By greimer on Dec 20, 2007
Check out this atmospheric phenomenon that appeared around the sun the other day. Do ice crystals in the higher clouds do this?[Read More]
Every morning in grade school we went through a classroom ritual. Facing the flag, in a monotone chant, we recited a series of disjointed phrases known to our childish minds only as "The Pledgeofallegiance." I can still recite it to this day. It starts out like this: "I Pledgeofallegiance..." What did it mean? It meant there was still a whole day of school to go before we were free. It meant grown-ups still had a bunch of stuff they wanted us to do. I wonder if our nation today would value Liberty more if schools had simply done the Pledgeofallegiance not in the morning, but at the end of the day, when freedom looms large?
More than anything else, dogs are highly sophisticated security systems. Everything we know about dog psychology--intense loyalty, hair-trigger barking fits, bone-headed singlemindedness--can be explained in terms of this. Neal Stephenson knew this when he wrote Snow Crash; a book where (among other things) dogs are grafted with technology to create the ultimate security system.
Dogs, I'm convinced, feel most comfortable when they're fully aware of their surroundings. At any given time, a dog maintains a coordinate grid of all active entities within its domain. Mom is upstairs at the computer. Dad is in the kitchen. The child is in the living room. Each of these objects are represented (as it were) by a glowing dot on the dog's projected mental landscape.
This is why cats annoy dogs. Everything about the cat is antithetical to the dog's security sensibilities: the stealth-like motion, the lack of scent, the insistence on privacy. The cat is represented in the dog's mind not as a discreet coordinate, but as a probability field. Feline stochastic distributions are deeply unsettling to the canine psyche, and are classified as a threat for no other reason than that they don't honor the dog's right to be in full knowledge of the situation.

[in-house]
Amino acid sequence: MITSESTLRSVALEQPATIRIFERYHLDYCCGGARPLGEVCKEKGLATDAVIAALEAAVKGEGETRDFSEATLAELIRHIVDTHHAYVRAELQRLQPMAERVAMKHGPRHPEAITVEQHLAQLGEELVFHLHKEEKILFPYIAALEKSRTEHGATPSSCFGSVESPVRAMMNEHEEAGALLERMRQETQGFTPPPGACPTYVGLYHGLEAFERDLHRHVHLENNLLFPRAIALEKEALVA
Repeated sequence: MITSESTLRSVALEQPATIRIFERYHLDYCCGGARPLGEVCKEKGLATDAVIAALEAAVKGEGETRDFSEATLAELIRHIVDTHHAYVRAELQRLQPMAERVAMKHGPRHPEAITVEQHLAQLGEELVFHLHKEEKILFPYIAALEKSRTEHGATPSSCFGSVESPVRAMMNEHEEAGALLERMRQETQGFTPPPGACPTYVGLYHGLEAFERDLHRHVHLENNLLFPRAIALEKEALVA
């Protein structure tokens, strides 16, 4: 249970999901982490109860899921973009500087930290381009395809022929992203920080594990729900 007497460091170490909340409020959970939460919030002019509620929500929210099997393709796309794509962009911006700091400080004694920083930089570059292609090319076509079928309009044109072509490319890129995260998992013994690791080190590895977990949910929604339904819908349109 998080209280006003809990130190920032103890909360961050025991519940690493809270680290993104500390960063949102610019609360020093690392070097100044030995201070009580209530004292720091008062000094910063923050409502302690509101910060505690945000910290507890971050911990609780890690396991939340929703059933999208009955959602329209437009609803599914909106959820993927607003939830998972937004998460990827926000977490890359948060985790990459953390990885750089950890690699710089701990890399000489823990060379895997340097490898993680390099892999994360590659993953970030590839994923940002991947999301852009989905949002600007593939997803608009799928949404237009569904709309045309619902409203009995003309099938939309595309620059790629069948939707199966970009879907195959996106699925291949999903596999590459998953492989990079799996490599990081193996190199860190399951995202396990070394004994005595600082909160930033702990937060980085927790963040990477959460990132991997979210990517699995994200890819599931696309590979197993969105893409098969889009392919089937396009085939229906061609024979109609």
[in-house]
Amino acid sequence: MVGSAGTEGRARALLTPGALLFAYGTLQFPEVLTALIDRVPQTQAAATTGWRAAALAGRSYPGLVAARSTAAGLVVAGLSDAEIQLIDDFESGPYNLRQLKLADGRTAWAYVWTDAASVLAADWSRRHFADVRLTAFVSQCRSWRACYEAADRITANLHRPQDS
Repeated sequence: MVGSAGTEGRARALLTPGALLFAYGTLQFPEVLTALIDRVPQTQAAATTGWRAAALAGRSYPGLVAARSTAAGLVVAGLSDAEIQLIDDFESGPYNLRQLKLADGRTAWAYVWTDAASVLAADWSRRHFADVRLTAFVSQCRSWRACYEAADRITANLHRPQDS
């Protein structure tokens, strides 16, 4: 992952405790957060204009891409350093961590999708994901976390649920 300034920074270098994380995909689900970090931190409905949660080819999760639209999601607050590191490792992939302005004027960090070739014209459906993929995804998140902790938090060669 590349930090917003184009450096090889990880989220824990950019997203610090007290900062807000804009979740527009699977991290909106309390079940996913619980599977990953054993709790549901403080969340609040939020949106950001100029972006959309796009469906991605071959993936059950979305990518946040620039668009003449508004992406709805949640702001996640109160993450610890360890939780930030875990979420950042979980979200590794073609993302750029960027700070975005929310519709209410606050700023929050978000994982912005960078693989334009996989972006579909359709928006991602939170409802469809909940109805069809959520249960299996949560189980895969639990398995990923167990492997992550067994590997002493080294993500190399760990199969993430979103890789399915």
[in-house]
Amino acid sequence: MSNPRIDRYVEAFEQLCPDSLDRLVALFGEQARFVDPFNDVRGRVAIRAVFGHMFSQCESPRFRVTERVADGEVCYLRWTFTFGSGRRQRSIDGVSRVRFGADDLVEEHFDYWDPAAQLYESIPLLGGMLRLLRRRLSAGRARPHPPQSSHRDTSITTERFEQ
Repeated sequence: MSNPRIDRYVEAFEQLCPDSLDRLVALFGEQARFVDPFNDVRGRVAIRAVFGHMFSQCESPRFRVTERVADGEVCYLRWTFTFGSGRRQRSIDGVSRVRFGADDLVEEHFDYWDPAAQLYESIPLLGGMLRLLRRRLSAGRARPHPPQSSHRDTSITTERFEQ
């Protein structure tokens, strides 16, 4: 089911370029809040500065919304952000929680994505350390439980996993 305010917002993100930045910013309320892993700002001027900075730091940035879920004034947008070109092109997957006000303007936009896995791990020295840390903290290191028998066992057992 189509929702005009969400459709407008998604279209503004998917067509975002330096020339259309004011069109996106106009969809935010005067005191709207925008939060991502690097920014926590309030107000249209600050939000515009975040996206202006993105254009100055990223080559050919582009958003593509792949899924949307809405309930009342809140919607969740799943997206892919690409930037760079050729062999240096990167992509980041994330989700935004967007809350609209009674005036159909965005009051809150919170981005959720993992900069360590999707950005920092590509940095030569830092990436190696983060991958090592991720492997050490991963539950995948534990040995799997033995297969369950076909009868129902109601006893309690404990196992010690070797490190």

It's left as an exercise for the reader to find analogies between this and the current US political climate.
Disclaimer: These views are mine, and do not necessarily reflect those of my employer.
Here's my two cents on how record labels could effectively combat piracy. Instead of suing kids and chasing the DRM delusion, they should offer music free for download in unrestricted formats. But...
Here's the twist: Thirty seconds into each recording, an unobtrusive but intelligible voice-over advertisement would say "purchase this song at so-and-so dot com." It would be mixed straight into the recording. Other than this, the song would run unaltered. If a listener wanted a download without an ad, she'd just go to the website and pay for an ad-free version.
Fans are on the fence about piracy, but it proliferates because any ethical qualms fans have are trumped by two factors: 1) Infuriating behavior by the RIAA, and 2) the desire for free music. This strategy addresses these problems. When fence-sitting Joe wants a free song, he's more likely to grab a legal copy off the web from a friendly record label, if such things existed, than enter the dubious world of illegal music downloading. But either way, Joe's gonna get that song.
It boils down to this: The free music distribution channel is going to exist, regardless, so record labels might as well legitimize it and use it to drive sales.
The benefit for musicians and fans is unrestricted discovery. You could load up your MP3 player, and over time buy what you like and delete the cruft. Social bookmarking systems based on freely downloadable or streamable content could build dynamic, individually-tailored podcasts, and create new ways for labels to discover, promote and distribute artists.
My name is Greg Reimer and I'm a web technologist for the Sun.COM web design team.